The move came after a several-year-long campaign by two NGOs, “SumOfUs” and “Stop Assistance to Israeli Apartheid”, which called on the insurance giant to reassess its investments and complicity in the Israeli occupation.

Continue reading “France insurance firm AXA divests from Israel arms manufacturer”

Israel court upholds deportation of Human Rights Watch director

By Allison Deger | Mondoweiss | Apr 16, 2019

‘Israel portrays itself as the region’s only democracy, but is set to deport a rights defender over his peaceful advocacy. The decision sends the chilling message that those who criticize the involvement of businesses in serious abuses in Israeli settlements risk being barred from Israel and the Israeli-occupied West Bank.’
— Tom Porteous, deputy program director at Human Rights Watch

An Israeli court upheld a ruling to deport Human Rights Watch’s Israel and Palestine director Omar Shakir on Tuesday over his advocacy calling on online booking agents to cease providing platforms for rentals in Israeli settlements in the West Bank. The decision marks the first time Israel has taken steps to ban staff for Human Rights Watch from operating in Israel and the occupied Palestinian territories in more than three decades of monitoring work.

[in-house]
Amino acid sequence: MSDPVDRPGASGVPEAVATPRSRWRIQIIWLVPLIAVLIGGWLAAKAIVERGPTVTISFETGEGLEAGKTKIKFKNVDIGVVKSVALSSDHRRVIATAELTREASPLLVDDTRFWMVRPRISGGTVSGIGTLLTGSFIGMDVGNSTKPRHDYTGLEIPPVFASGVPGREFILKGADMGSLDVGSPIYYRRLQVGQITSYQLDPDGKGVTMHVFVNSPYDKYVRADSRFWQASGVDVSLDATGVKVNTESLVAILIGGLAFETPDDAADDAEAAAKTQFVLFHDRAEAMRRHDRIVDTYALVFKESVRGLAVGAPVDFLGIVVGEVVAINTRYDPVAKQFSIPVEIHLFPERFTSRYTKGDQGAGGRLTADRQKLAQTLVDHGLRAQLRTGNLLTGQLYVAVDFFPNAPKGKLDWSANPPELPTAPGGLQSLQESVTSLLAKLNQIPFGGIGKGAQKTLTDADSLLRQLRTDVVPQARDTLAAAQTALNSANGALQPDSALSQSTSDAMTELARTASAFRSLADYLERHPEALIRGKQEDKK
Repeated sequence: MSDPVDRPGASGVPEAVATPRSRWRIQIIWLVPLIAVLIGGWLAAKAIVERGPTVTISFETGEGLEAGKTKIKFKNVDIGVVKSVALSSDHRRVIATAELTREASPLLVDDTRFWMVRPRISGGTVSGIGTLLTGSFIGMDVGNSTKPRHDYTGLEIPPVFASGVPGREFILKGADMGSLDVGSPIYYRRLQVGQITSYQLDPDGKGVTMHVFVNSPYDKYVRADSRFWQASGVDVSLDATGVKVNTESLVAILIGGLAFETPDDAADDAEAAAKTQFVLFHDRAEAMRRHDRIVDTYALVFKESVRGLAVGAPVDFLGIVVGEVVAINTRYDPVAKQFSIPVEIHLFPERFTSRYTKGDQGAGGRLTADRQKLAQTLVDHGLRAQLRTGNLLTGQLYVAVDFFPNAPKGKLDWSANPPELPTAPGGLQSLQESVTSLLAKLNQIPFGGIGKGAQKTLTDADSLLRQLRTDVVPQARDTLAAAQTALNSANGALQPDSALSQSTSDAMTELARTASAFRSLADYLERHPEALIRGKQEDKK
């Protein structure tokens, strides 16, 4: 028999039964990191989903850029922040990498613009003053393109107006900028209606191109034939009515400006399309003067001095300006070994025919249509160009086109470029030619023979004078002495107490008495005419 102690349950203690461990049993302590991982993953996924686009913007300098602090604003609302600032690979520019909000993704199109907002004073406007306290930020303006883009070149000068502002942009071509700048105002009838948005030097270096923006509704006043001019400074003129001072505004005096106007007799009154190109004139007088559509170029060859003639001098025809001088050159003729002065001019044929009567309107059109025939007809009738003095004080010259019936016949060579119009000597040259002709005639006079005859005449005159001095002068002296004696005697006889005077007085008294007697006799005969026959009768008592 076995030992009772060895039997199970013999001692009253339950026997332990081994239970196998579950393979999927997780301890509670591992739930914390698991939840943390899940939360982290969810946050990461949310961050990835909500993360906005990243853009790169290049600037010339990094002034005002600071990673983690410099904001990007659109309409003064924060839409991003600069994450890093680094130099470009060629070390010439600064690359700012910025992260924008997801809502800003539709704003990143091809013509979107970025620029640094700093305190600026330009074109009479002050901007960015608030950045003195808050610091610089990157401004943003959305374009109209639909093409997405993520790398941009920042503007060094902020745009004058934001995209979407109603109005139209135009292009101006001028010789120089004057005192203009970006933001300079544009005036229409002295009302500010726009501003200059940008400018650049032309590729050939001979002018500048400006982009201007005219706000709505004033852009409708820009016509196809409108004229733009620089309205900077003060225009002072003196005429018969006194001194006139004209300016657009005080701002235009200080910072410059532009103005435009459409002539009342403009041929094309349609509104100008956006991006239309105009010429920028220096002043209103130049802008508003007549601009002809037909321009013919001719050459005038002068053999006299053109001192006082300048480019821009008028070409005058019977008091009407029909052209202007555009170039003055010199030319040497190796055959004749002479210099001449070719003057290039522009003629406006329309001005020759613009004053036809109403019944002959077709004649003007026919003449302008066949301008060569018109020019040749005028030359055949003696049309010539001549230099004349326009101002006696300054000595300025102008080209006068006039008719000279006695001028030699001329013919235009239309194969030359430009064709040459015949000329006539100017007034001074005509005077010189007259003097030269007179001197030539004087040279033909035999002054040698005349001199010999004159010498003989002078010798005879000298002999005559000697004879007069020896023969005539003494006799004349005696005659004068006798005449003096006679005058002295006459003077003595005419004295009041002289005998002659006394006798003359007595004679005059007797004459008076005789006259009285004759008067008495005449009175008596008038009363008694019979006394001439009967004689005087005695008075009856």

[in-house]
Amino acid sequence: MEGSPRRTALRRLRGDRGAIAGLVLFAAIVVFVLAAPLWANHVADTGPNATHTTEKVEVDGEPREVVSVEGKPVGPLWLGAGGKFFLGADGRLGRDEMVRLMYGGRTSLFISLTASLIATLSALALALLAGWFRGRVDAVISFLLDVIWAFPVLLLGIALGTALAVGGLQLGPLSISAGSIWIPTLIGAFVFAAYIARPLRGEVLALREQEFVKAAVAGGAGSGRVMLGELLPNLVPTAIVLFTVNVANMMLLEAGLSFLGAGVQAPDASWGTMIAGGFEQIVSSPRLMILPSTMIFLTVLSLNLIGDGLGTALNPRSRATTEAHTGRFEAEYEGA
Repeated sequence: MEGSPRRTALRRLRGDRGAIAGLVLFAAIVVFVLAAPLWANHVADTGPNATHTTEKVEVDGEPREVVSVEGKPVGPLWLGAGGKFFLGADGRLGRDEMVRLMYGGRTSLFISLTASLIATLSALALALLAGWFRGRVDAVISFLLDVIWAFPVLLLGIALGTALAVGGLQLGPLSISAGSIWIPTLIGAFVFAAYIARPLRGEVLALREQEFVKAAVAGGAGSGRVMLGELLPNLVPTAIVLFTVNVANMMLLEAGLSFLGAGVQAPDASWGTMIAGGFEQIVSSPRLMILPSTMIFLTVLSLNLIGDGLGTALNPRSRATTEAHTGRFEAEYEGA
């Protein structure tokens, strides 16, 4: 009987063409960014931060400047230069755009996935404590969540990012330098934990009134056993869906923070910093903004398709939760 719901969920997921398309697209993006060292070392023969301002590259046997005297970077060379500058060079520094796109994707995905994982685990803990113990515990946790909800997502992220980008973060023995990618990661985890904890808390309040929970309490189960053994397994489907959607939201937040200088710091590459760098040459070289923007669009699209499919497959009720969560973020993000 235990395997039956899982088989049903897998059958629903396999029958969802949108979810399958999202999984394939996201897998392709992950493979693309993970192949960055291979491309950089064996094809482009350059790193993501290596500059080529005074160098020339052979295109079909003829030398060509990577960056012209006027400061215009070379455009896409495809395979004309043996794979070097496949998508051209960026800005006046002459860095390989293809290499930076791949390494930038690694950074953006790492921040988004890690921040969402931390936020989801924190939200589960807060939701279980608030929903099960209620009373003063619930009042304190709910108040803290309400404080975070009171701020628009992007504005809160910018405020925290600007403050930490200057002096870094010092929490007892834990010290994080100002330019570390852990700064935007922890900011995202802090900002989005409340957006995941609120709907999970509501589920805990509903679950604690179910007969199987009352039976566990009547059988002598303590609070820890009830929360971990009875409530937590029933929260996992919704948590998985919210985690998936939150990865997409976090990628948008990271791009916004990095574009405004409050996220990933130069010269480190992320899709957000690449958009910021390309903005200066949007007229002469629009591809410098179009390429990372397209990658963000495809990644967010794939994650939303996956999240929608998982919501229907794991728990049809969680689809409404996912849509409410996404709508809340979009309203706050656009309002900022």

The Jerusalem District court said it agreed with a decision from 2018 where the Israeli government ordered to revoke Shakir’s work visa over alleged violations of a 2017 law that bans foreign nationals who support boycotts against Israel and the settlements. The measure was deeply contested at the time, passing with 46 votes in favor and 28 against. The main opponents were legislatures who take part in a boycott of settlement products and panned the law’s lack of distinction between Israel and the occupied Palestinian territories.